Curriculum update

When the team at the University of the Incarnate Word in San Antonio completed their first unit of curriculum about Catholic sisters, they toasted with red wine at a nearby Italian restaurant.

“We celebrated the moment of success, but then we were getting our heads back down,” said Dr. Ann David, an assistant professor in the Dreeben School of Education that prepares future middle- and high-school teachers. Ann is part of the five-member faculty advisory group for Incarnate Word’s curriculum project. She is working closely with Sister Walter Maher, CCVI, vice president for mission and ministry.

The curriculum is the first of its kind, intended to illuminate the lives and ministries of Catholic sisters for the benefit of young adults. Embarking on the creative work was daunting, but each member of the team brought a unique talent, Ann said. Along with a host of content questions, the team took care to present each element of the unit as skillfully as possible and maximize the digital delivery mode.  

“Is this link an interruption or is it something valuable?” Ann recalls asking at every turn.

The faculty advisory group also had lengthy discussions about the right images to use and identified photos that would reflect a more Southwest mission-style Catholic church familiar to Latina women to supplement the many available images of Gothic-style Catholic churches.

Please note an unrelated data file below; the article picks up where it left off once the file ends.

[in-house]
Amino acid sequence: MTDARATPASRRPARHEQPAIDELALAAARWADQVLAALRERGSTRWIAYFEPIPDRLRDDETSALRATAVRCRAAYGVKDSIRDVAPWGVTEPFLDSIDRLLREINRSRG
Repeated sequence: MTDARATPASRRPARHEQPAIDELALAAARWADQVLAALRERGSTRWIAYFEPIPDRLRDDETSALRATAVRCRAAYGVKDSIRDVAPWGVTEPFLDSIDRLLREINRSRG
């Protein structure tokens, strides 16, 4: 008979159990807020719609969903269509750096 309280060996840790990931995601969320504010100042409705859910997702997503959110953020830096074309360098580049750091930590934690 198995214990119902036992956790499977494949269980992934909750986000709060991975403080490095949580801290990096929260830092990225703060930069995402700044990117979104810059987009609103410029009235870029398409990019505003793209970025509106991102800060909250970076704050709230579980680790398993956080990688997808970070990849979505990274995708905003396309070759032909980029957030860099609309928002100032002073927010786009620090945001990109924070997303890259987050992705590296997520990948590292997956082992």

The interactive units are available in English and Spanish. The first unit is titled “What Do Sisters Do?” and is now available online. The second and third units are nearly complete. The second one explores the call to religious life, and the third looks at prayer. In the spring, a unit on service and another on community will be released.

“I hope that young people get a much better sense of the work that women religious do in the world and how powerful that is,” Ann said. “Because the stories are amazing once you start looking for them and listening to them. Part of me hopes that young people would go and find a sister and talk to them.”

And then, she added, teens’ awe can turn into action. “I want them to go from that moment of, ‘I could never do that!’ to ‘Maybe I could do that.’ We want to open that possibility.”

 

 

Editor’s note

There is much more to come! Stay tuned for further coverage of the UIW Curriculum Project!

About Christina Capecchi

Christina Capecchi is an award-winning journalist from Inver Grove Heights, Minn. She is the author of the nationally syndicated column “Twenty Something,” which appears in more than 50 Catholic newspapers across the country. Her writing has appeared in The New York Times, The Huffington Post, The Washington Post, America, The Chicago Tribune, The Star Tribune and The Pioneer Press. She also provides contracted editing and writing services. She holds a master’s degree from Northwestern University’s Medill School of Journalism and a bachelor’s from Mount Mercy University.